Plastic Free July is a wonderful time of year! I love this awareness campaign and how much momentum it gains every year with more folks joining in the challenge to see how much plastic and other waste they can avoid. I think I have been joining in the PFJ challenge for three years, and I am trying to improve year after year. This year, however, was a bit of a challenge, but still not a fail.
There are always two options with Plastic Free July:
- Avoid the 4 main culprits: plastic bags, to-go cups, straws, and plastic bottles.
- Avoid all sources of plastics.
I have been winning at #1 for a while. Any shopping trip I always make sure to have my cloth bags on hand, or if I am out with a friend I take a bag for those “just in case” purchases that sometimes arise. If I am ever at a cafe, typically I am meeting a friend and we have our beverages in the cafe’s mugs or glassware; if I am on the road and think I will need/want a java fix, I always remember my to-go cup. If I am at a restaurant or other food business, I always ask for, “No straw, please.” In any beverage. I have learned you need to assume you will ALWAYS receive a straw unless specified otherwise by you. Plastic bottles? Nay! I always remember my reusable bottle.
This year I really wanted to try my skills at avoiding all plastics. Overall, if compared to most other “consumers”, I do very well with this. However, this year I got tripped up by several factors.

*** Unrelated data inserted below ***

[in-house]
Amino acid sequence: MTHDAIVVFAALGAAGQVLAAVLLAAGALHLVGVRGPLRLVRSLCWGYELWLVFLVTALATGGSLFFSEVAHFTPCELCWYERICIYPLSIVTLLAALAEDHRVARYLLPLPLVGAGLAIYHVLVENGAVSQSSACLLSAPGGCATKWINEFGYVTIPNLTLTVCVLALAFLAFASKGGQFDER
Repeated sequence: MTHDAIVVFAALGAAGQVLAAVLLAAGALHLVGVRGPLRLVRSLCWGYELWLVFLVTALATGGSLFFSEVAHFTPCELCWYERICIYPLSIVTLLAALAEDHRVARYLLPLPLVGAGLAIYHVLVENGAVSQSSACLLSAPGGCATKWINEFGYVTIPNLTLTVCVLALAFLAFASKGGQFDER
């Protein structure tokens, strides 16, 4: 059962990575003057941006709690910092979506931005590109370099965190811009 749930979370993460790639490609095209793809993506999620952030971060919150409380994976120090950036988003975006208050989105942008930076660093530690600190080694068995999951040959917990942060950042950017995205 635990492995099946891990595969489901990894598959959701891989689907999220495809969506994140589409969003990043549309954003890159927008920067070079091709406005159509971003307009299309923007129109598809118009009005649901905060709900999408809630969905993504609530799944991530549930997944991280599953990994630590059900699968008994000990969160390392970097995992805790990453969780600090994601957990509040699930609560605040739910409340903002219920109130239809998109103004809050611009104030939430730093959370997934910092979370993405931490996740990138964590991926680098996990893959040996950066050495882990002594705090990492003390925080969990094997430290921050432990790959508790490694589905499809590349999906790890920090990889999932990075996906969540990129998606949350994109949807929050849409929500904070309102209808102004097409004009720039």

What tripped me up this July:
Moving. We have been living in the same rental place for many years, and this year it was time to make a big adult move and move into our first home. Unforseeably, my father also managed to sell his home at the same time, so not only were we sorting through, packing up, and moving our own place, but my dad also asked us to come get all of our stuff that he has been housing at his for… thirty years? That included old toys, books, and crap we accumulated as wasteful teenagers.
I was overwhelmed with the stuff we had to sort through. Despite donation, giveaway, compost, and recycle piles, the trash pile still continued to grow, including many bits of plastic that were non-recyclable (damn you, non-recyclables!). I felt defeated!
Gifts. I recently wrote a post about accepting gifts after ending my teaching year with generous gifts and battling between gratitude and guilt. Then we had a baby celebration. It was beautiful because so many of my most cherished women attended and it was just a positive, cheerful environment. We had agreed that gifts would include everyone’s favourite childhood book, as well as a donation towards a chariot for the baby. I love my friends. But they did not follow the rules! Again, we received many generous gifts, that also came with plastic waste, leading to another battle of gratitude vs. guilt.
A major win was the delicious food everyone brought in mostly reusable packaging. And the dessert. My sister made three cakes. Omg, they were so good. And the decoration was simply flowers out of my father’s garden:
What continues to challenge me overall: